Orthobiologic use for equine joint disease
Type of DegreePhD Dissertation
General Veterinary Medicine
Restriction TypeAuburn University Users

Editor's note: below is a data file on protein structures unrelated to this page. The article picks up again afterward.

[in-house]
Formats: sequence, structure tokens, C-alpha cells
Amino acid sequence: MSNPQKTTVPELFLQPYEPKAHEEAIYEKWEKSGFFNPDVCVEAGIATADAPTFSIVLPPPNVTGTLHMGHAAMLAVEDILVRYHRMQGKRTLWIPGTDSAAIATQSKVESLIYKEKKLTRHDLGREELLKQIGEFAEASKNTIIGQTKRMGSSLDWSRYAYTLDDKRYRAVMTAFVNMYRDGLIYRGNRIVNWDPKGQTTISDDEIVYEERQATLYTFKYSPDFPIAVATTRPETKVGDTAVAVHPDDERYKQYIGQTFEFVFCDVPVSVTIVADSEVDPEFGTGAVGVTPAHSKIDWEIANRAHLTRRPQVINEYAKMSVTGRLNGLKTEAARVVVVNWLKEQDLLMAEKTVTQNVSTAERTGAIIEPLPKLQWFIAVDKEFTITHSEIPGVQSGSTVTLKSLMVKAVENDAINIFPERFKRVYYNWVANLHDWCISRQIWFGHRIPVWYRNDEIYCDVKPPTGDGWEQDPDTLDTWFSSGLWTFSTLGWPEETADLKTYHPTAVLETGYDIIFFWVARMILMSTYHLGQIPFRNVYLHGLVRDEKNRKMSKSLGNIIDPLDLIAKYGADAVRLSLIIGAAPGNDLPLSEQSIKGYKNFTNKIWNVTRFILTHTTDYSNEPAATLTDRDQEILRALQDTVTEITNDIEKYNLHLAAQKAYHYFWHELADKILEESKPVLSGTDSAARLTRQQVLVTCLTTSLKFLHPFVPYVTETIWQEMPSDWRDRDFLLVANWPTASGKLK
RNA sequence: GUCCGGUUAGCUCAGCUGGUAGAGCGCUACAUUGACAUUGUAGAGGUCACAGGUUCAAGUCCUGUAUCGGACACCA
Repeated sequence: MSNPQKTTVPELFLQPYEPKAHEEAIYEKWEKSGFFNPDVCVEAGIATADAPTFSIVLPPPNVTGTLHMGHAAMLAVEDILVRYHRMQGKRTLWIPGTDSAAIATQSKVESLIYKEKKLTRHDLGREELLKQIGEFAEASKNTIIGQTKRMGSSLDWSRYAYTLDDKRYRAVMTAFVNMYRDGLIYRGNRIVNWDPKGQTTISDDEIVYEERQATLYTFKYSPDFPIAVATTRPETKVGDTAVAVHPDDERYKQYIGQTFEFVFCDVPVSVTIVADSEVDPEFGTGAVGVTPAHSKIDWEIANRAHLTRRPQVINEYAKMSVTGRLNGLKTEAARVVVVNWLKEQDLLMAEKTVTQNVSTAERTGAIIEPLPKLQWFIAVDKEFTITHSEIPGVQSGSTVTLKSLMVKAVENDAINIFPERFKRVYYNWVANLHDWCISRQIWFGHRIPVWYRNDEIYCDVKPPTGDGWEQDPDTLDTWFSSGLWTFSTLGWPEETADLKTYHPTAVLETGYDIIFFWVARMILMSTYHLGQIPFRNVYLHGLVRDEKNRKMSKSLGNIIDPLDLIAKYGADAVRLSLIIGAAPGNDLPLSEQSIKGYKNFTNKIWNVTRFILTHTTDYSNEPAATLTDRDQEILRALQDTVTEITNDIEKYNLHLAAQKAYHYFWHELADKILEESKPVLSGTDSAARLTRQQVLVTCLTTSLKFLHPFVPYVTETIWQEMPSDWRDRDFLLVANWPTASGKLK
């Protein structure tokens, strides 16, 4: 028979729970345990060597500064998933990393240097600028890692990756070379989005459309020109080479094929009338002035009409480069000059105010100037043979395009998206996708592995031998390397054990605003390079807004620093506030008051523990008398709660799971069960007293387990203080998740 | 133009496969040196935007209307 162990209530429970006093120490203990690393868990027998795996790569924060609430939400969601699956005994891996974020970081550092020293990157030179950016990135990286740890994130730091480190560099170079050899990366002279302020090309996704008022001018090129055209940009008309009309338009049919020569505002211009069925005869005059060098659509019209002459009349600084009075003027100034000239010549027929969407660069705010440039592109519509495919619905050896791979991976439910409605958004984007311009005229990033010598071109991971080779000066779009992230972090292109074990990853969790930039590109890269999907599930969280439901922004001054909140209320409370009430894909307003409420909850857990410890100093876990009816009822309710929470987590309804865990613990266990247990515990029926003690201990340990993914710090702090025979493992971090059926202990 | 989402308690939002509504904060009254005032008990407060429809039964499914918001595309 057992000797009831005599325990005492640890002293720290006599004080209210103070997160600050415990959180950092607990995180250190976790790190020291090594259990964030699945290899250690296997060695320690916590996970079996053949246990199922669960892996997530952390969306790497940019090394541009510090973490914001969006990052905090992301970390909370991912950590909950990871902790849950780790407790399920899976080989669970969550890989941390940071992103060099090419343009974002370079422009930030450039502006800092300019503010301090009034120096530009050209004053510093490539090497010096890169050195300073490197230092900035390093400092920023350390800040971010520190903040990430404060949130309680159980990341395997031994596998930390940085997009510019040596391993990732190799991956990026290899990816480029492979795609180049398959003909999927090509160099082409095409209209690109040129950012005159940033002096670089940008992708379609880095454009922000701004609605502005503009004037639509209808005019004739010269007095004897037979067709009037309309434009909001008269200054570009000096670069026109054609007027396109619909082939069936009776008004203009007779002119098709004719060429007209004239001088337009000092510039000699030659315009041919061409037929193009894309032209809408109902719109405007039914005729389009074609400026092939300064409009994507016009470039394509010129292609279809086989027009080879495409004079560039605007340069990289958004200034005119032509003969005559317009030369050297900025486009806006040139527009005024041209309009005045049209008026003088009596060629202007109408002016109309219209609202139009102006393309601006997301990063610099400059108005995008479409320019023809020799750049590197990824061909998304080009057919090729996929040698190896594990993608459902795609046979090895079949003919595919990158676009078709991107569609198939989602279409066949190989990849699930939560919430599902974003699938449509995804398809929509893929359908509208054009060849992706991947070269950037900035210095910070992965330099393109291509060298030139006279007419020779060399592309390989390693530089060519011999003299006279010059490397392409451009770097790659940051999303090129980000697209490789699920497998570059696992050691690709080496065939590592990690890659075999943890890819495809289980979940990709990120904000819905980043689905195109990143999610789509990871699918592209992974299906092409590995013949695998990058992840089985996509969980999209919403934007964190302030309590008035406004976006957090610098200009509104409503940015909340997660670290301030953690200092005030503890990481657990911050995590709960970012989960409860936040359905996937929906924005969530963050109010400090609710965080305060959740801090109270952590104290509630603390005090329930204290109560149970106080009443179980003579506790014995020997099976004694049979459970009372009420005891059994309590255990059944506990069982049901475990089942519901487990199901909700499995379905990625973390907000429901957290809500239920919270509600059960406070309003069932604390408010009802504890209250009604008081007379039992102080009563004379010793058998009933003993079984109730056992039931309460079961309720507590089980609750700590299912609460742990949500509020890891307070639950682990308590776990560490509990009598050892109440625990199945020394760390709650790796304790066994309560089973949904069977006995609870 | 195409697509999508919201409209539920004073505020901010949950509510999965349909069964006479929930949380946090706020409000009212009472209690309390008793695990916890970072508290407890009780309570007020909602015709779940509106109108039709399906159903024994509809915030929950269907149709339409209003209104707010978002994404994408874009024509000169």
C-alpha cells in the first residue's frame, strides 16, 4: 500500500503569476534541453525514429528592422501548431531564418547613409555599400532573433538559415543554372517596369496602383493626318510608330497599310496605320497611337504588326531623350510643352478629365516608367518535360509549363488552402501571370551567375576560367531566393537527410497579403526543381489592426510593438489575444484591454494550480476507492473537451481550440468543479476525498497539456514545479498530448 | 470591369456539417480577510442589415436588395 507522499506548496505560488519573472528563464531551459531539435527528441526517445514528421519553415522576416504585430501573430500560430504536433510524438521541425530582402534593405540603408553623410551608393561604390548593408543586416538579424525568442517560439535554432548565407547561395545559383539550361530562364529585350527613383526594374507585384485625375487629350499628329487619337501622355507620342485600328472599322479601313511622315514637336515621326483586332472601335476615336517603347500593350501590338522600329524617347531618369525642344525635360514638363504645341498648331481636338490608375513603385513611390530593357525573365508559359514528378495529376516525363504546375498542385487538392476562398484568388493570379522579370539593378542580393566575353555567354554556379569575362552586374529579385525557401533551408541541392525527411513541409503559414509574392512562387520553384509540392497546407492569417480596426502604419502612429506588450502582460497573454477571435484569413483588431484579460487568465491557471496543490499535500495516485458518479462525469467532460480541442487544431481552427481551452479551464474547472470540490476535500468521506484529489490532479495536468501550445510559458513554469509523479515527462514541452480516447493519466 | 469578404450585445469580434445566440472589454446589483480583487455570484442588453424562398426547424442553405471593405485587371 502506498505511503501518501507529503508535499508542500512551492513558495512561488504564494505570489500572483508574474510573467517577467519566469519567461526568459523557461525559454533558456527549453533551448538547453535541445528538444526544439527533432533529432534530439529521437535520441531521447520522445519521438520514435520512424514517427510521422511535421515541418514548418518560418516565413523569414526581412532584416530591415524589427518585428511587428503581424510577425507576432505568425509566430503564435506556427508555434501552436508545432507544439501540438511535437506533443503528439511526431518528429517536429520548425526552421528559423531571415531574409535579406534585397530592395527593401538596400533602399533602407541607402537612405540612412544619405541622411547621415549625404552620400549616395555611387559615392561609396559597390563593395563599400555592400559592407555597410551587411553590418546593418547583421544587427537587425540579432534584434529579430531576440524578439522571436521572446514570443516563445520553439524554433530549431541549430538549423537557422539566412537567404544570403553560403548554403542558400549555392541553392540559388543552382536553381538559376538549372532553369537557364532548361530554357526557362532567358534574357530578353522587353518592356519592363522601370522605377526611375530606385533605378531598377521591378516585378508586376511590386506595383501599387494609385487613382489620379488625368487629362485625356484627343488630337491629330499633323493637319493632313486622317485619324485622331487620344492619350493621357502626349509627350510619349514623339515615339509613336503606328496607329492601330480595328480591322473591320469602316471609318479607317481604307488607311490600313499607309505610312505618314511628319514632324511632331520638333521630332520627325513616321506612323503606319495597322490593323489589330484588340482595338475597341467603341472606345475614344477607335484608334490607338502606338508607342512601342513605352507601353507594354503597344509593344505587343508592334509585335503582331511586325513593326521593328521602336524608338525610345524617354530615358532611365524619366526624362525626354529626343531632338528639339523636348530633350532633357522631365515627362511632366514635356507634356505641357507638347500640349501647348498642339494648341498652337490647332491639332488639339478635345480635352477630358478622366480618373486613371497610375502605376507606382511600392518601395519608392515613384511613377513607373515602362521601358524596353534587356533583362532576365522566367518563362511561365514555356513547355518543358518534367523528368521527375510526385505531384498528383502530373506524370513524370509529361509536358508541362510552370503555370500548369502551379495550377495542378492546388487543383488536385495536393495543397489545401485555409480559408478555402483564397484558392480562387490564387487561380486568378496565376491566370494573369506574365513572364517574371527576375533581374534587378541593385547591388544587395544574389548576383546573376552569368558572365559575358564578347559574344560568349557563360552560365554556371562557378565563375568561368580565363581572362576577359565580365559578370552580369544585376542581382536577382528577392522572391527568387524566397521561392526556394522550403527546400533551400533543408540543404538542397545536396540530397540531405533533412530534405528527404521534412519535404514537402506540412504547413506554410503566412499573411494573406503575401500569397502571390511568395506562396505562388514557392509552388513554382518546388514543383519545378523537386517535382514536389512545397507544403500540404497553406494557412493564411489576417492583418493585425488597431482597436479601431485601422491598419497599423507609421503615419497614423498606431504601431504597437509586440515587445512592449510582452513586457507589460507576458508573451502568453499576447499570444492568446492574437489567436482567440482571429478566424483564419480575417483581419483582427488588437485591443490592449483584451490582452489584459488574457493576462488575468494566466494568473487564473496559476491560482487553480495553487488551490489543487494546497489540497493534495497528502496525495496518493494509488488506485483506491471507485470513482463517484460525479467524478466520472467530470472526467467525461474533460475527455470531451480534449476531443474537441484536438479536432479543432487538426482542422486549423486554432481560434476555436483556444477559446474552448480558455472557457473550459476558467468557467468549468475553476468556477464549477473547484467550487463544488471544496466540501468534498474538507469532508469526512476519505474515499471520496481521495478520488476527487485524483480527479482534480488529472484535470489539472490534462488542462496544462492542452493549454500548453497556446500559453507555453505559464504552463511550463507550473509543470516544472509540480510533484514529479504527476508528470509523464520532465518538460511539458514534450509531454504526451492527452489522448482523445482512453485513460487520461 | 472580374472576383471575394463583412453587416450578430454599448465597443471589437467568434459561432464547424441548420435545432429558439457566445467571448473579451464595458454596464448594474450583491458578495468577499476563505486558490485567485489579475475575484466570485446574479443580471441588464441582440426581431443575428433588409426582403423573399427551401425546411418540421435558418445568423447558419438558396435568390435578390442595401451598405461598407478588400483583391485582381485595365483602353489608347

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Osteoarthritis (OA) is the leading cause of musculoskeletal disability in people and Horses. There is a critical need for better understanding of new therapeutics and their effects on the disease. Orthobiologics are biologically derived products processed and used to promote repair or regeneration of injured musculoskeletal tissues. The overarching aim of this body of work was to investigate the use of orthobiologic therapies by equine veterinarians and gain a better understanding of the effects of certain orthobiologic therapies such as autologous conditions serum (ACS) and autologous protein solution (APS) compared to corticosteroids [triamcinolone acetonide (TA)]. The first presented study is a survey sent to national and international equine practitioners to evaluate their use of orthobiologics. Orthobiologic use has increased among practitioners, with an observed preference for blood-based, mostly point- of-care products to treat acute joint-related pathology compared to past years. However, corticosteroids remain the most widely used intra-articular therapeutic among equine practitioners. In vitro studies were completed using synovium and cartilage co-culture systems stimulated with IL-1β. The first presented study evaluated the effects of 10% equine serum supplementation compared to serum-free media for culture of synovial tissues. Supplementation of the media with 10% equine serum provided chondroprotective effects more evident over long-term (> 9 days) culture. Based on the results of the study using serum-free media to study OA in vitro is recommended. Using the same in vitro model, the effects of ACS and APS obtained from the same horse were compared to a common intra-articular treatment, TA. PGE2 concentrations in media were significantly reduced following treatment with APS and ACS, while TA did not reduce PGE2 significantly. The effect of ACS and TA were also compared in a in vivo synovitis model stimulated with IL-1β. In this study, intra-articular injection of IL-1β with ACS produced the highest total nucleated cell count within synovial fluid, but surprisingly the lowest lameness scores compared to IL-1β alone or IL-1β + TA. The PGE2 concentration in synovial fluid was lower after ACS and TA administration with IL-1β when compared to IL-1β alone. However, TA with IL-1β caused an increase in cartilage metabolism measured by increased glycosaminoglycans in the synovial fluid compared to PBS, IL-1β alone, ACS alone or in combination with IL-1β. Results provide evidence that orthobiologics may offer an improved strategy for horses with naturally occurring OA, compared to the standard treatment of TA, by decreasing the concentration of PGE2, one of the most important pro-inflammatory proteins in OA disease.